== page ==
It’s okay to say you’re not okay. I’m no longer ashamed to say that I wasn’t for a long time. But I got help, and now I’m doing a lot better. So please talk to a friend or family member, or call Lifeline (or the equivalent crisis support line in your area), or see your doctor. But don’t suffer in silence.
One week ago, after several false starts and many tears, I finally finished the first draft of my novel.
It’s a good feeling, but there’s still a long way to go. I’m getting my manuscript workshopped by an awesome beta reading group next month, and I’m trying not to look at or think about it too much before then. Based on the feedback I receive from the beta readers, I’ll probably write a second draft before putting it away for a few months so I can come back to it fresh. I will most likely need a few redrafts before I’m ready to query agents and publishers. And there’s no guarantee it will even get published. Many authors’ first published novels are not actually the first novels they’ve written.
While I take a break from my first manuscript, I’ve started a rough outline of what might be my second. My theory is that having something else in the works will make the rejections less soul-destroying, but we’ll see. 😉
In the meantime, I’ve come up with three things I learned by finishing the first draft. They’re obviously writer-focused, but I think the broad lessons are applicable to other areas of life.
If something is important to you, you have to make time for it.
A lot of people talk about wanting to write a book. Most of them never start, let alone finish one. If you’re serious about it, you need to make time to write, and prioritise your writing over other things. I don’t mean abandon your kids and stop going to the job that’s keeping a roof over your head. But if you take a good hard look at your day, there are probably things you can do less of, like watching TV and surfing the internet. Then set some time aside specifically for writing (or whatever your goals are).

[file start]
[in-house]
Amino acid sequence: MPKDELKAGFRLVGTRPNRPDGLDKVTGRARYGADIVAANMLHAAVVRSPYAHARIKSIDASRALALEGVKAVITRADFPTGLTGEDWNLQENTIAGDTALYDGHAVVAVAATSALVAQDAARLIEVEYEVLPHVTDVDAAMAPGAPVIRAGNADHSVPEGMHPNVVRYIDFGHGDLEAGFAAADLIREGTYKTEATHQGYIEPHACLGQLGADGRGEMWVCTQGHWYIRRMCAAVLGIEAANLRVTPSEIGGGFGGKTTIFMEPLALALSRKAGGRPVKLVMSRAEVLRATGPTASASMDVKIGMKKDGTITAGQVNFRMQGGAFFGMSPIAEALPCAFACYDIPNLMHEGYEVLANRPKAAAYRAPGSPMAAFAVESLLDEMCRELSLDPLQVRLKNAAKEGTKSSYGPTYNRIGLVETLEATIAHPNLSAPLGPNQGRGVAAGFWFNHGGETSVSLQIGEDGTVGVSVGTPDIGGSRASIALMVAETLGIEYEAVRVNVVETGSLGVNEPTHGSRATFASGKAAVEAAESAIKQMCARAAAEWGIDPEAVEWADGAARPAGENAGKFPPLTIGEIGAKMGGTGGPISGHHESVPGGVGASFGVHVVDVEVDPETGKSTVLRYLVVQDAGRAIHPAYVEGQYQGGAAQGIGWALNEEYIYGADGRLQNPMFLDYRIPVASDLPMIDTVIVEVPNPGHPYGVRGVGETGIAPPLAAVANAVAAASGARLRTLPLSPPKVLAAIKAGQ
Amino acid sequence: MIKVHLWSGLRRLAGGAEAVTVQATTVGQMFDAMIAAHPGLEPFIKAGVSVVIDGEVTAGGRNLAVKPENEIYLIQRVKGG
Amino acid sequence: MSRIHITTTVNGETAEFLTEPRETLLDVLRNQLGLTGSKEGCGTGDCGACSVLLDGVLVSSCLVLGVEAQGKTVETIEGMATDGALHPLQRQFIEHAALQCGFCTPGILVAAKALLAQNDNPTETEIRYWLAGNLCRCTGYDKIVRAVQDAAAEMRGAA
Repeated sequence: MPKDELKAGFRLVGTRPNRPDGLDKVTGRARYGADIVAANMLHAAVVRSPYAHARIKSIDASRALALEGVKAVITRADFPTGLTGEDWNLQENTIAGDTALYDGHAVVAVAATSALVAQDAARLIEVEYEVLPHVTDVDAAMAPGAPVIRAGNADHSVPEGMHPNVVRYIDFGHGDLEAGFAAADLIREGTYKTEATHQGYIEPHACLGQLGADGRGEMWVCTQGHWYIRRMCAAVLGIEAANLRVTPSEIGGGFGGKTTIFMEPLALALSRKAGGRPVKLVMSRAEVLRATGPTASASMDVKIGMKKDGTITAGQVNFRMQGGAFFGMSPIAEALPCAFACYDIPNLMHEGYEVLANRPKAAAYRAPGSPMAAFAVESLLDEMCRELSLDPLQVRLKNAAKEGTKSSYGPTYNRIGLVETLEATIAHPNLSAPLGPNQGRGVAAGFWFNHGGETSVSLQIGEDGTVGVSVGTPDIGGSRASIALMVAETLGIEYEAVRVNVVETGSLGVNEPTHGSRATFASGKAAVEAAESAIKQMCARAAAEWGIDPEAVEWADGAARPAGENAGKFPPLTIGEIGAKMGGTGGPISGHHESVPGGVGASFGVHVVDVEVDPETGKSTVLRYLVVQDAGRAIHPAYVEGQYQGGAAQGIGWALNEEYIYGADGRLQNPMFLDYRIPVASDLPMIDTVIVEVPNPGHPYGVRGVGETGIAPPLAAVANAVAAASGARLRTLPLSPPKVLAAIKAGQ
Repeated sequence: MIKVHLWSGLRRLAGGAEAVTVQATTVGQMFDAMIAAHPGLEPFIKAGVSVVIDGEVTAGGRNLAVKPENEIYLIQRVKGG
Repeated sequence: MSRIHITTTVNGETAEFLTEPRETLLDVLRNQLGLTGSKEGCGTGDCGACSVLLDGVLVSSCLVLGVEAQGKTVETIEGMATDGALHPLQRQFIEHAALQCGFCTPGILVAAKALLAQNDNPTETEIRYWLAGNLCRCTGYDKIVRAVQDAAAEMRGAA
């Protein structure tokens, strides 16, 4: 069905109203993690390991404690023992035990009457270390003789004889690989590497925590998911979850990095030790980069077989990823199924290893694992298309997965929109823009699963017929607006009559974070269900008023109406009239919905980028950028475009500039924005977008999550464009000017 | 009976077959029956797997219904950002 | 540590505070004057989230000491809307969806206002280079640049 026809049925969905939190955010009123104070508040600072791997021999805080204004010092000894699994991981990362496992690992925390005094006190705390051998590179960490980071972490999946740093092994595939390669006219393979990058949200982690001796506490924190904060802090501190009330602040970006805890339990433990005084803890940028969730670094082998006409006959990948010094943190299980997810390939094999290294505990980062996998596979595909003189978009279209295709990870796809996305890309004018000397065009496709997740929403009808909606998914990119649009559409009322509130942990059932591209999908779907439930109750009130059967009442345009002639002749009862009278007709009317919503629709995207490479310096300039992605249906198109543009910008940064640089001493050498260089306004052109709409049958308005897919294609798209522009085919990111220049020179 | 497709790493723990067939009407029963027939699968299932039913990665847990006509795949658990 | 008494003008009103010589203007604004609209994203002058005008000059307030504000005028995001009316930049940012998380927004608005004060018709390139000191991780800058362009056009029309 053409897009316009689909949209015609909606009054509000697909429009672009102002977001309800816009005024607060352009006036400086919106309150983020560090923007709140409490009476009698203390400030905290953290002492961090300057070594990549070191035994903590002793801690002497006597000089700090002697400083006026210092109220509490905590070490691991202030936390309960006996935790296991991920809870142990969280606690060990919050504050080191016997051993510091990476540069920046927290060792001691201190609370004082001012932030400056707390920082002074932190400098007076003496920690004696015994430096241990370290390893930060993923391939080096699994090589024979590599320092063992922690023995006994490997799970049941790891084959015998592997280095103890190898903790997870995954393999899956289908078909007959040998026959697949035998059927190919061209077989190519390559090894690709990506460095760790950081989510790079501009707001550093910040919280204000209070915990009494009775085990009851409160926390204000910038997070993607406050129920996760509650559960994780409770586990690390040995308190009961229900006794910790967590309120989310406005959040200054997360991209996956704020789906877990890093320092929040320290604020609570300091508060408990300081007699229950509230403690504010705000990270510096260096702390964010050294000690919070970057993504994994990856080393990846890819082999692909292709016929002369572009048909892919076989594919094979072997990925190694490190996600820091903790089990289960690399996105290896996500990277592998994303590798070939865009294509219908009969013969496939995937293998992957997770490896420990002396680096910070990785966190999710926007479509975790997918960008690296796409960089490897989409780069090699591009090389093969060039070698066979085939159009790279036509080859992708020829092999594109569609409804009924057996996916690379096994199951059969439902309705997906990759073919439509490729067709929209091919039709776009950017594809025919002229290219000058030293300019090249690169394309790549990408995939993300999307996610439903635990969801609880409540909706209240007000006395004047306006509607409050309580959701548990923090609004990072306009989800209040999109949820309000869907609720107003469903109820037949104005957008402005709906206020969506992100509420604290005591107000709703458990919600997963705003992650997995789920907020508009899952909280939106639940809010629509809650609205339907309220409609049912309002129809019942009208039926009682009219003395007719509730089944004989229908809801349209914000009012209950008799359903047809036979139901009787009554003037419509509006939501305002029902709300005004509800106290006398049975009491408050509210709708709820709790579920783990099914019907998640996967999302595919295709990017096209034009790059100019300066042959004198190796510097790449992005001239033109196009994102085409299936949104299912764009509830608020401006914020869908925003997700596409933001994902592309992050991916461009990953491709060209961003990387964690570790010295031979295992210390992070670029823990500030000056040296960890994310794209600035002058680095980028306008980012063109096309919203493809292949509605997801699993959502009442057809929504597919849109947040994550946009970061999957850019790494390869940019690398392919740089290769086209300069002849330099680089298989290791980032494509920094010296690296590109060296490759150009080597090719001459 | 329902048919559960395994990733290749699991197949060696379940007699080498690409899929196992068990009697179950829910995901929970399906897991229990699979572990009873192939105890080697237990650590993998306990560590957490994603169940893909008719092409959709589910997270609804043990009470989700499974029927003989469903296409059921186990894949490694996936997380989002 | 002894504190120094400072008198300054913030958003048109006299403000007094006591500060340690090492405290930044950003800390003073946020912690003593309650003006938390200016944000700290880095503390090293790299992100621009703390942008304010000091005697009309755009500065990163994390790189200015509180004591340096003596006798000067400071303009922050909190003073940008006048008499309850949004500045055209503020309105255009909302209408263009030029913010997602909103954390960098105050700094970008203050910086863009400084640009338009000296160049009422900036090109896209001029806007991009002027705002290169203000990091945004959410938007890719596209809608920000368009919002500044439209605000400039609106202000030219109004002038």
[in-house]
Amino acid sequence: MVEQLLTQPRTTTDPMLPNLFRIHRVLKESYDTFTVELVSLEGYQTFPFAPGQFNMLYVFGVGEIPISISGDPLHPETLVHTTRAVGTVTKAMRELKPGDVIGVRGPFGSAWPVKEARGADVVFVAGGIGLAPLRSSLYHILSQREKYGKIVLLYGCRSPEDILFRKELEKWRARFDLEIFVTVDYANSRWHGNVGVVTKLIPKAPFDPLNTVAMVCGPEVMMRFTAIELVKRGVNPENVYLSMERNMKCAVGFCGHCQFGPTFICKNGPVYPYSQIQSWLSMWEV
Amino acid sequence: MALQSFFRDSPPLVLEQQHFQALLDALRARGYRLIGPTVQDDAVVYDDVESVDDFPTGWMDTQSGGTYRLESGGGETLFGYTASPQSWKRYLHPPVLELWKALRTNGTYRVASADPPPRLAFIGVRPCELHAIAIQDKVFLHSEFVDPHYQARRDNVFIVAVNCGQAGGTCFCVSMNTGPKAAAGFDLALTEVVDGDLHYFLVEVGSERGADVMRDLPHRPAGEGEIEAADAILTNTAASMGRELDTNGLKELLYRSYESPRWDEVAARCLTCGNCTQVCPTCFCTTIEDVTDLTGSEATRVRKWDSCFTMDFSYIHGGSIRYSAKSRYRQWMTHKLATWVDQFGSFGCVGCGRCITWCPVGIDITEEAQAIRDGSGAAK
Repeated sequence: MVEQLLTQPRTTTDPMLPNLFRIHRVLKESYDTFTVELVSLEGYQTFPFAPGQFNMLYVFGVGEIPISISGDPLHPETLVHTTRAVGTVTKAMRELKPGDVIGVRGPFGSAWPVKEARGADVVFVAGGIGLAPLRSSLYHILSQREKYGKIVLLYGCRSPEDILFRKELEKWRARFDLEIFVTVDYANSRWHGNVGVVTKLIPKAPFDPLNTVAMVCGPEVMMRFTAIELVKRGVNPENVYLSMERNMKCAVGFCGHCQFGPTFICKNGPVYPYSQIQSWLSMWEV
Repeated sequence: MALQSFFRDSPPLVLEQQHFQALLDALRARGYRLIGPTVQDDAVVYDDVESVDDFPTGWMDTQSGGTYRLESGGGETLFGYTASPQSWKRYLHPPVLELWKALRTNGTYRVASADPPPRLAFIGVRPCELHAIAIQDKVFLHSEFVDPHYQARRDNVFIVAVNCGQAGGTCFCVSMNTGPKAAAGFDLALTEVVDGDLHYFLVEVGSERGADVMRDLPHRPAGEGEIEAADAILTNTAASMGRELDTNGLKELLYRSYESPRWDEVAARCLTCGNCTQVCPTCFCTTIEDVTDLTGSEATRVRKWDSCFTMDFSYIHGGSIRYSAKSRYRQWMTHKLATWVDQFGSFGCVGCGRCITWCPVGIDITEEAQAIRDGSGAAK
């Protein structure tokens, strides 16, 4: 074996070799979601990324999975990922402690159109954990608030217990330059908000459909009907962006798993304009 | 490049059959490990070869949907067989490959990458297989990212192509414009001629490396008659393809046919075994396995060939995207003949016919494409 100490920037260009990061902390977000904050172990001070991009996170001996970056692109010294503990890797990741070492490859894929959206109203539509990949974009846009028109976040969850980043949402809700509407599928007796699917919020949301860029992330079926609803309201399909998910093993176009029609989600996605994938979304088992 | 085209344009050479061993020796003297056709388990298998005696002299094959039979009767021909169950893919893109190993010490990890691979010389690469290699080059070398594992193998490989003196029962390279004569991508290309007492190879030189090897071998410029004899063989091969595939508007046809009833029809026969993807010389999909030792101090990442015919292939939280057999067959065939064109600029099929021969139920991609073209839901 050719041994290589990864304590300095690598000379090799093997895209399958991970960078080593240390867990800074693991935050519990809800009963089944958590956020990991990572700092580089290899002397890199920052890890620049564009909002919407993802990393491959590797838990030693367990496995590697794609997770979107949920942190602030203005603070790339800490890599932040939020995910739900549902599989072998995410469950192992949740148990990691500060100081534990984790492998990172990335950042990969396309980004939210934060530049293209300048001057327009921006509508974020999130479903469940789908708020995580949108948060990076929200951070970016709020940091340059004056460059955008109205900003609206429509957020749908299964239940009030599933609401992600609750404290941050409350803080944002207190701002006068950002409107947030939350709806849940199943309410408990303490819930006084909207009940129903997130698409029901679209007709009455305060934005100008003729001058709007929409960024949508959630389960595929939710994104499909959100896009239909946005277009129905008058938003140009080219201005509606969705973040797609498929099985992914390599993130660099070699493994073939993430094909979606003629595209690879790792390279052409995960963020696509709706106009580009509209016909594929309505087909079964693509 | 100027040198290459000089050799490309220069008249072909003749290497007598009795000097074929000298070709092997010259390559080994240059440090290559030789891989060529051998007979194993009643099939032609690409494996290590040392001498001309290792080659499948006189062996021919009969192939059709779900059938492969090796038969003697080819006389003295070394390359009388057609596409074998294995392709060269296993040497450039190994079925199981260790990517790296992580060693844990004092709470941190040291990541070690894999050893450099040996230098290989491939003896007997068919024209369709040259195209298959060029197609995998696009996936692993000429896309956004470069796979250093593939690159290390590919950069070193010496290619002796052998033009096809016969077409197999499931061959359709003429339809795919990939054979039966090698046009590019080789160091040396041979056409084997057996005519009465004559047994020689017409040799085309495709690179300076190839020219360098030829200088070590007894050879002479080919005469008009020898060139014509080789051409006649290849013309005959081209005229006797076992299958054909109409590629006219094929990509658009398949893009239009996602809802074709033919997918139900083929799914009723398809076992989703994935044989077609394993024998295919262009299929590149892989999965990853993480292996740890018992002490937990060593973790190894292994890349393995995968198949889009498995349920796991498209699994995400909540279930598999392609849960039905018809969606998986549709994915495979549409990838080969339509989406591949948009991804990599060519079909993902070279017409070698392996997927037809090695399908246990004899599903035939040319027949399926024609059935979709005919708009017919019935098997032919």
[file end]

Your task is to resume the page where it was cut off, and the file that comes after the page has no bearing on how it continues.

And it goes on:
The perfect circumstances for something are never going to happen. For years, I wrote the occasional flash fiction but never made much progress with any novels I attempted. I’d told myself it was because I was too tired and didn’t have enough time to write. But the truth is, I simply didn’t want it enough back then to make any sacrifices for it.
Break big goals into smaller ones.
Writing a novel is a daunting task. Many writers have daily word targets, and if that works for you, go for it. For me, setting a goal like “I must write 2000 words today” just made me feel bad about how little I was writing and how slowly things were going.
Maybe it’s because numbers scare me (Contrary to most Asian stereotypes, I suck at maths) but my most effective goals were things like “I’m going to write that scene about X today” or “I have 20 minutes before dinner; let’s see how much I can write before then”.
There were days I opened up my manuscript and eked out a hundred words or so. There were days when I easily cranked out a couple of thousand. There were days when I wrote nothing, but maybe had an epiphany about how I could solve a particular problem with one of the characters. But each of those days brought me a tiny bit closer to the end of that first draft.
Writers often talk about “plotters” vs “pantsers”. Plotters outline their novel before they begin, and I know of authors who have colour-coded spreadsheets of every scene before they’ve written a word. Pantsers, on the other hand, fly at the seat of their pants without much of a plan at all. I think most writers lie somewhere between these two extremes, but I was always closer to pantsing than plotting, believing that plotting would stifle my creativity.
However, about 12 chapters in, I decided to try plotting. Using Scrivener, I mapped out chapter by chapter, scene by scene, for the rest of the novel. It took me a few frustrating hours. But after that, I was much more productive because when I sat down to write, I could just write — instead of staring at the screen for half an hour trying to figure out what scenes were needed to get from Point A to Point B.
I’m not telling you to write a certain way. There’s no one way to write a novel, and you need to figure out what works for you. But the things that work for you might not be what you expected, so be open to trying things a new or different way.
Hope that helps you in some way! What are your goals?